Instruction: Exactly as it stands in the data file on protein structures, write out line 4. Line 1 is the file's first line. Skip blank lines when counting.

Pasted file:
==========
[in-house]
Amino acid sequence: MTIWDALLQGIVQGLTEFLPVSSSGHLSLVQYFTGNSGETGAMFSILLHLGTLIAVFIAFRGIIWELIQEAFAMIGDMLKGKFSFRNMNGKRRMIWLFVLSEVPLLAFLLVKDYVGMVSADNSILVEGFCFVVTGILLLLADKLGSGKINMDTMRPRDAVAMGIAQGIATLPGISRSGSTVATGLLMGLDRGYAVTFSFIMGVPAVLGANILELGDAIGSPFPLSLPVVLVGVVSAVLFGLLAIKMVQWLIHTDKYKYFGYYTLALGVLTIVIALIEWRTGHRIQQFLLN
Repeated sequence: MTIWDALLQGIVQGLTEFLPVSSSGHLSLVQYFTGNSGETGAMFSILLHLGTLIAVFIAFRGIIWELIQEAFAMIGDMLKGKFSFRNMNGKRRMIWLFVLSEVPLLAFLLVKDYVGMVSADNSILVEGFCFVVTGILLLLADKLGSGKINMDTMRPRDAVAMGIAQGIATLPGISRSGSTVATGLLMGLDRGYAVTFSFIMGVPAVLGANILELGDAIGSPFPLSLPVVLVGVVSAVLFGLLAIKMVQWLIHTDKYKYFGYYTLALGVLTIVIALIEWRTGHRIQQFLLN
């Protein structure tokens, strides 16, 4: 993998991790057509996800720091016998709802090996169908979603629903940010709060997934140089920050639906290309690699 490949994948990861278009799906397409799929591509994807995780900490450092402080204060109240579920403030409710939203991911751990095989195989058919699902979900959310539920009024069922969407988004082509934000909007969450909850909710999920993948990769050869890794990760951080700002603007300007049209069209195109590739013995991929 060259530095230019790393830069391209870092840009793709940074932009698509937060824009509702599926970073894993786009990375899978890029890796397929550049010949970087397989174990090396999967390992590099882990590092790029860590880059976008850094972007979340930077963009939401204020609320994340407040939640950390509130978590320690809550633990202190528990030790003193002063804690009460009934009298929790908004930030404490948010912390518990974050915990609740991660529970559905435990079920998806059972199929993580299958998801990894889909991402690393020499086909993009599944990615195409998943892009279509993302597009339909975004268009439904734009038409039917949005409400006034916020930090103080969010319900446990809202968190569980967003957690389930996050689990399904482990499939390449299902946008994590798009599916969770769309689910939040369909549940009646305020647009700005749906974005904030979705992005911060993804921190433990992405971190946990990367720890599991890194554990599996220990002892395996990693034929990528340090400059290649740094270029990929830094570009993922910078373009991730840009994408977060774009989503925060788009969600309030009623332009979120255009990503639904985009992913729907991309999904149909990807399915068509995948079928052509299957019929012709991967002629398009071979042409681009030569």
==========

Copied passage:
């Protein structure tokens, strides 16, 4: 993998991790057509996800720091016998709802090996169908979603629903940010709060997934140089920050639906290309690699 490949994948990861278009799906397409799929591509994807995780900490450092402080204060109240579920403030409710939203991911751990095989195989058919699902979900959310539920009024069922969407988004082509934000909007969450909850909710999920993948990769050869890794990760951080700002603007300007049209069209195109590739013995991929 060259530095230019790393830069391209870092840009793709940074932009698509937060824009509702599926970073894993786009990375899978890029890796397929550049010949970087397989174990090396999967390992590099882990590092790029860590880059976008850094972007979340930077963009939401204020609320994340407040939640950390509130978590320690809550633990202190528990030790003193002063804690009460009934009298929790908004930030404490948010912390518990974050915990609740991660529970559905435990079920998806059972199929993580299958998801990894889909991402690393020499086909993009599944990615195409998943892009279509993302597009339909975004268009439904734009038409039917949005409400006034916020930090103080969010319900446990809202968190569980967003957690389930996050689990399904482990499939390449299902946008994590798009599916969770769309689910939040369909549940009646305020647009700005749906974005904030979705992005911060993804921190433990992405971190946990990367720890599991890194554990599996220990002892395996990693034929990528340090400059290649740094270029990929830094570009993922910078373009991730840009994408977060774009989503925060788009969600309030009623332009979120255009990503639904985009992913729907991309999904149909990807399915068509995948079928052509299957019929012709991967002629398009071979042409681009030569």